Vlad the Impaler
Vlad the Impaler was well known for the punishment that he adopted, the impalement, this is the reason why he was named Tepes, which means The Impaler. The method of impaling criminals and enemies and raising them aloft in the town square for all to see is associated with his ruthless image. Almost any crime, from lying and stealing to killing, could be punished by impalement.
Vlad the Impaler used various means of torturing including, cutting of limbs, blinding, strangulation, burning, cutting off noses and ears, mutilation of sexual organs, scalping, skinning, exposure to the elements or to wild animals and boiling alive. Death by impalement was slow and painful. Victims sometimes endured for hours or days. Vlad the Impaler often had the stakes arranged in various geometric patterns. The most common pattern was a ring of concentric circles in the outskirts of the city that was his target. The height of the spear indicated the rank of the victim. The decaying corpses were often left up for months.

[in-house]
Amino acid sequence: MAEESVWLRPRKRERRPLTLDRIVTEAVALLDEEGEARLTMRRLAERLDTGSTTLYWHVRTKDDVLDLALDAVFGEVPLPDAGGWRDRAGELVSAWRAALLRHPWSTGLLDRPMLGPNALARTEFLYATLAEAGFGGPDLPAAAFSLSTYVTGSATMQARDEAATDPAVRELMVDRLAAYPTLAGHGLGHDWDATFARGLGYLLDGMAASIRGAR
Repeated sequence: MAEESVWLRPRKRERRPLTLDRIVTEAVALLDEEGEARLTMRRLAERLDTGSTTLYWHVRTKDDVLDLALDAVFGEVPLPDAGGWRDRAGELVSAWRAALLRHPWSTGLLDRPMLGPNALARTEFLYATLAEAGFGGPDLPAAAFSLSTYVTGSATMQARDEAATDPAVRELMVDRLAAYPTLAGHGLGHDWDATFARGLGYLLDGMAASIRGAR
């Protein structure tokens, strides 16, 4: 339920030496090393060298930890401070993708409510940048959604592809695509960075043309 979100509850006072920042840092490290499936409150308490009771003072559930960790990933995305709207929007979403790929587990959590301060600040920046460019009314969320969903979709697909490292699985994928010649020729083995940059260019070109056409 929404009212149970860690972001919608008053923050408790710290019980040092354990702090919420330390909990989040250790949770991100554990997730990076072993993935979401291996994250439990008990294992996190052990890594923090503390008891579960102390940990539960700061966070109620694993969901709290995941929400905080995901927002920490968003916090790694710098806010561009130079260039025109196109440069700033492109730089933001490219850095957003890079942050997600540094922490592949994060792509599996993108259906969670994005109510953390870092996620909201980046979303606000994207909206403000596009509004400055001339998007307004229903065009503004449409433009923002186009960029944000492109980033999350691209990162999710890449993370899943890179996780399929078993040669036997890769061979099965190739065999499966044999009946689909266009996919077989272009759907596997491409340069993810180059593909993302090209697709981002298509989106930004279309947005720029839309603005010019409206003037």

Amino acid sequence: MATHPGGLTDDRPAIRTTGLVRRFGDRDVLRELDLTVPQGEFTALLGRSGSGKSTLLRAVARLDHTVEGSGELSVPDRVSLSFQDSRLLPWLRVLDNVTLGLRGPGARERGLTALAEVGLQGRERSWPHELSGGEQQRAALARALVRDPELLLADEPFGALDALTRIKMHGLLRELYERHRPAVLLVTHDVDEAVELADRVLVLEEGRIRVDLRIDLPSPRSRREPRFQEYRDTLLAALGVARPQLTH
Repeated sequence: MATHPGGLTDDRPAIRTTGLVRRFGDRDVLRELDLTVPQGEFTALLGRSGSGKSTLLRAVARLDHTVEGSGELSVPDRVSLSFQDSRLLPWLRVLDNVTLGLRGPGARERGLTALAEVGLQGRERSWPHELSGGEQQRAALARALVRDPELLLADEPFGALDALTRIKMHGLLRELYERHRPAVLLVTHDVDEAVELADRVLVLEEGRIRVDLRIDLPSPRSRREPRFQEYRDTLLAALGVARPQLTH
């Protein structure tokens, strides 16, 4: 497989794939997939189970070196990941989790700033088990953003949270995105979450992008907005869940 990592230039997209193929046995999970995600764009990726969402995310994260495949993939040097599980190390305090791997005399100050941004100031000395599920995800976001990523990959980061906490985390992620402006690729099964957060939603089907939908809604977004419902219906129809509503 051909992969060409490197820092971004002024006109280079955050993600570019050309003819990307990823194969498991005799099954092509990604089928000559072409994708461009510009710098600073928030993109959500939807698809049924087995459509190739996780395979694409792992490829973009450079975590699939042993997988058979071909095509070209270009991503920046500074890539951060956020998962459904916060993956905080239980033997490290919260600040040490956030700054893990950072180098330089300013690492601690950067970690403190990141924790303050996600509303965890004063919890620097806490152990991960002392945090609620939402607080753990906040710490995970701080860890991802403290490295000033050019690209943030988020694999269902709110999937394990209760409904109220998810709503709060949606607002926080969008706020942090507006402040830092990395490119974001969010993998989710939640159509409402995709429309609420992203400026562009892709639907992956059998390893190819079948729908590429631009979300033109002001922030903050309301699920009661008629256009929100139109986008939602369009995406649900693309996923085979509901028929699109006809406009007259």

Vlad Tepes (Vlad the Impaler) was the second sun of another Wallachia Voivode, Vlad Dracul (1436-1442, 1443-1447) and Mircea the Old’s grandson. He was the Voivode of Wallachia for three times: in the autumn of 1448, between 1456 and1462, and in November – December 1476. Between 1442 and 1448, the Ottomans, on the custom of those times, kept him prisoner. The voivode on the throne had to send one of his sons in Constantinople as a warranty for his obedience. For a while, he was exiled in Moldavia and Transylvania (1449-1456), waiting for the best moment to take over the throne of Wallachia. He was related with the Voivode of Moldavia, Steven the Great, who was his cousin. When he left the throne in 1462, Tepes was caught and imprisoned in Buda, on the King of Hungary Mathias Corvin order, until 1475. His last reign in Wallachia was short, the boyars preparing a coup against him. He was 45 years old when he died killed by Turks with the help of the boyars and the future Voivode Basarab Laiota.